Depression increases risk for rehospitalization after AMI
MedWire News: Depression increases the risk for rehospitalization after acute myocardial infarction (AMI), US researchers say.
This may result in increased economic burden for patients and the healthcare system, report Rebecca Reese (Washington University School of Medicine, St Louis, Missouri, USA) and colleagues in Circulation: Cardiovascular Quality and Outcomes.
Their analysis included 766 participants from an Enhancing Recovery and Coronary Heart Disease ancillary study who had minor or major depression according to the Depression Interview and Structured Hamilton (DISH) questionnaire, which is based on Diagnostic and Statistical Manual for Mental Disorders, Fourth Edition (DSM-IV) criteria.
Patients who did not meet the criteria for minor or major depression and obtained a higher score than 10 on the Beck Depression Inventory (BDI) were enrolled as controls.
Overall, 408 patients were not depressed, 195 had minor depression, and 163 had major depression. Over a mean follow-up period of 42 days, 81 (19.9%) patients who did not have depression were rehospitalized for cardiac reasons, 67 (34.4%) patients who had minor depression were rehospitalized, and 70 (42.9%) patients with major depression were rehospitalized (p<0.001).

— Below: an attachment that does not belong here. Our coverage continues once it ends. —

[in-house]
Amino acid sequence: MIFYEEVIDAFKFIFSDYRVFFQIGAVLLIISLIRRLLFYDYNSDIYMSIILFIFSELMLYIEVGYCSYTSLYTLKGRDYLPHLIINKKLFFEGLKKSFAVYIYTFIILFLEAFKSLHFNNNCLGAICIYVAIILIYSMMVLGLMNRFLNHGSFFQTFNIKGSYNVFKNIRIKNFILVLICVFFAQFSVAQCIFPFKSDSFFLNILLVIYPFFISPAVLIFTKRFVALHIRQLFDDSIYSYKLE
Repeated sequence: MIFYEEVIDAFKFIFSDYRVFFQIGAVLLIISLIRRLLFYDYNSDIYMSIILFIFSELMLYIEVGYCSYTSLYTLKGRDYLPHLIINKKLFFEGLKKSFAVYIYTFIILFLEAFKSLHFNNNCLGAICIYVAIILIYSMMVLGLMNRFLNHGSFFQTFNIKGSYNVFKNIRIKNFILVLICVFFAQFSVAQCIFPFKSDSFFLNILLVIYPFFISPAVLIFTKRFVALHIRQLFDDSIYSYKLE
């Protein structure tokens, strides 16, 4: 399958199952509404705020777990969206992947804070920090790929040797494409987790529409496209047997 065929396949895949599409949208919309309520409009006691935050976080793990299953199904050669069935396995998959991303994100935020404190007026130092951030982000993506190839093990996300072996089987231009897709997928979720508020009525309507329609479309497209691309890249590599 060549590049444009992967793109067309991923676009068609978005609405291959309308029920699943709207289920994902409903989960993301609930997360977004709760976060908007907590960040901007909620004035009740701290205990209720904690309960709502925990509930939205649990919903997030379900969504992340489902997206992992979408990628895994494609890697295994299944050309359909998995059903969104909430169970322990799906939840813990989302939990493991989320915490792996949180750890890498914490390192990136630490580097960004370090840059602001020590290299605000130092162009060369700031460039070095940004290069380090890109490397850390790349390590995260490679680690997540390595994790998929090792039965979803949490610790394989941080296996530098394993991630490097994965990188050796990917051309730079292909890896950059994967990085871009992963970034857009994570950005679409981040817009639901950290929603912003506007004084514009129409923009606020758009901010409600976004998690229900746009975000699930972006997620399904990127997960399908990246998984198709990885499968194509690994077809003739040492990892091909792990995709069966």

In addition, there were 47 deaths throughout the follow-up period, of which 14 (3.4%) were in the nondepressed group, 17 (8.7%) in the minor depression group, and 16 (9.8%) in the major depression group (p=0.004).
The estimated time to first hospitalization in 25% of patients according to Kaplan-Meir analysis was 32.3 months in the nondepressed group, 11.5 months in the minor depression group, and 5.9 months in the major depression group.
Compared with patients who did not have depression, those who had major depression were 2.69-times more likely to be rehospitalized for cardiac reasons, and those with minor depression 1.99-times more likely to be rehospitalized (p<0.001).
There was no significant difference in the risk for rehospitalization between patients with major and minor depression.
In a post-hoc analysis controlling for gender, the effect of depression on rehospitalization remained significant.
Receiver-operating characteristic under the curve analysis revealed that the c-statistic for a BDI cutoff of 10 and for the DISH interview-based depression diagnosis were not significantly different.
"These findings suggest that it is not necessary to interview patients to determine whether they are at an increased risk for rehospitalization because of depression and that this determination can be made on the basis of a brief questionnaire such as the BDI," write the authors.
They add that their findings also confirm that "clinical depression actually does predict readmissions."
Reese et al conclude: "Given the high frequency and cost of hospital readmission after AMI, empirical development of risk prediction models should be a priority, and self-report depression measures should be included in them."
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By Piriya Mahendra